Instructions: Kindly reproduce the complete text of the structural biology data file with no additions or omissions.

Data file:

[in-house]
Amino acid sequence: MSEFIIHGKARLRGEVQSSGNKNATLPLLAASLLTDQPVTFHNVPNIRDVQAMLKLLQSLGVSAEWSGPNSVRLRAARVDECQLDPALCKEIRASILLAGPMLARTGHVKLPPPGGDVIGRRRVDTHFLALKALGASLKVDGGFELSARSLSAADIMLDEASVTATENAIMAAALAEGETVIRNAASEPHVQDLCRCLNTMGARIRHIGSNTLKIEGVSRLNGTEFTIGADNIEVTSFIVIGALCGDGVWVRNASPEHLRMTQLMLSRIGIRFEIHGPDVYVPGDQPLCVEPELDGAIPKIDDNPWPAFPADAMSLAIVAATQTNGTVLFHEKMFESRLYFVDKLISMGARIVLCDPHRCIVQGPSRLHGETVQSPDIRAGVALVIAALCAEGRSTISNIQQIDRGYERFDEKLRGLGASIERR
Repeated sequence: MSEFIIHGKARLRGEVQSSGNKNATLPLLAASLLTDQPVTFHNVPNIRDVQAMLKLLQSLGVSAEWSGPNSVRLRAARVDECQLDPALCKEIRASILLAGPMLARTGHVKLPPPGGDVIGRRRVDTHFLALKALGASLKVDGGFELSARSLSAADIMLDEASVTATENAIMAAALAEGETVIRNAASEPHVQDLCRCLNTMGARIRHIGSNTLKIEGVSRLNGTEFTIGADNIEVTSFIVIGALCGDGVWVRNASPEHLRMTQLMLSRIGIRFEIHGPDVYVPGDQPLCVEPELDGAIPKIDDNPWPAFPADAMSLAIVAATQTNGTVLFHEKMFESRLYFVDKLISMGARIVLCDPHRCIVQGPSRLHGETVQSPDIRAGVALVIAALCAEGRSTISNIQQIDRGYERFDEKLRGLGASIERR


[in-house]
Amino acid sequence: MSEFIIHGKARLRGEVQSSGNKNATLPLLAASLLTDQPVTFHNVPNIRDVQAMLKLLQSLGVSAEWSGPNSVRLRAARVDECQLDPALCKEIRASILLAGPMLARTGHVKLPPPGGDVIGRRRVDTHFLALKALGASLKVDGGFELSARSLSAADIMLDEASVTATENAIMAAALAEGETVIRNAASEPHVQDLCRCLNTMGARIRHIGSNTLKIEGVSRLNGTEFTIGADNIEVTSFIVIGALCGDGVWVRNASPEHLRMTQLMLSRIGIRFEIHGPDVYVPGDQPLCVEPELDGAIPKIDDNPWPAFPADAMSLAIVAATQTNGTVLFHEKMFESRLYFVDKLISMGARIVLCDPHRCIVQGPSRLHGETVQSPDIRAGVALVIAALCAEGRSTISNIQQIDRGYERFDEKLRGLGASIERR
Repeated sequence: MSEFIIHGKARLRGEVQSSGNKNATLPLLAASLLTDQPVTFHNVPNIRDVQAMLKLLQSLGVSAEWSGPNSVRLRAARVDECQLDPALCKEIRASILLAGPMLARTGHVKLPPPGGDVIGRRRVDTHFLALKALGASLKVDGGFELSARSLSAADIMLDEASVTATENAIMAAALAEGETVIRNAASEPHVQDLCRCLNTMGARIRHIGSNTLKIEGVSRLNGTEFTIGADNIEVTSFIVIGALCGDGVWVRNASPEHLRMTQLMLSRIGIRFEIHGPDVYVPGDQPLCVEPELDGAIPKIDDNPWPAFPADAMSLAIVAATQTNGTVLFHEKMFESRLYFVDKLISMGARIVLCDPHRCIVQGPSRLHGETVQSPDIRAGVALVIAALCAEGRSTISNIQQIDRGYERFDEKLRGLGASIERR